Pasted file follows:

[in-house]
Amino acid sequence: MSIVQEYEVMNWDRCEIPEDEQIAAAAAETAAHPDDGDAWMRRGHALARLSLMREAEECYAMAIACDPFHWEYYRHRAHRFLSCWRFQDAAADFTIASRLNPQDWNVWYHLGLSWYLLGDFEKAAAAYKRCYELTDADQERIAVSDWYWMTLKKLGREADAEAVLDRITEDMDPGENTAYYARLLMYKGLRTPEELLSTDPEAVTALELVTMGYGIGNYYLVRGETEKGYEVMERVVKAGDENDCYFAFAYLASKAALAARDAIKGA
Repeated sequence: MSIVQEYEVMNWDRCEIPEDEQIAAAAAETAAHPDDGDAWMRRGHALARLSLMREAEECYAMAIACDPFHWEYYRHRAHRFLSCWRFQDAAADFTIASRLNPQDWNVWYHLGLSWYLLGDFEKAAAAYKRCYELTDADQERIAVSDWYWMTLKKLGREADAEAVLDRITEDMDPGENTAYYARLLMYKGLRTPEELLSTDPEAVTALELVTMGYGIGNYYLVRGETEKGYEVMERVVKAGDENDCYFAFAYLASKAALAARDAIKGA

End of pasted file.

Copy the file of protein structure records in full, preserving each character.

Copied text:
[in-house]
Amino acid sequence: MSIVQEYEVMNWDRCEIPEDEQIAAAAAETAAHPDDGDAWMRRGHALARLSLMREAEECYAMAIACDPFHWEYYRHRAHRFLSCWRFQDAAADFTIASRLNPQDWNVWYHLGLSWYLLGDFEKAAAAYKRCYELTDADQERIAVSDWYWMTLKKLGREADAEAVLDRITEDMDPGENTAYYARLLMYKGLRTPEELLSTDPEAVTALELVTMGYGIGNYYLVRGETEKGYEVMERVVKAGDENDCYFAFAYLASKAALAARDAIKGA
Repeated sequence: MSIVQEYEVMNWDRCEIPEDEQIAAAAAETAAHPDDGDAWMRRGHALARLSLMREAEECYAMAIACDPFHWEYYRHRAHRFLSCWRFQDAAADFTIASRLNPQDWNVWYHLGLSWYLLGDFEKAAAAYKRCYELTDADQERIAVSDWYWMTLKKLGREADAEAVLDRITEDMDPGENTAYYARLLMYKGLRTPEELLSTDPEAVTALELVTMGYGIGNYYLVRGETEKGYEVMERVVKAGDENDCYFAFAYLASKAALAARDAIKGA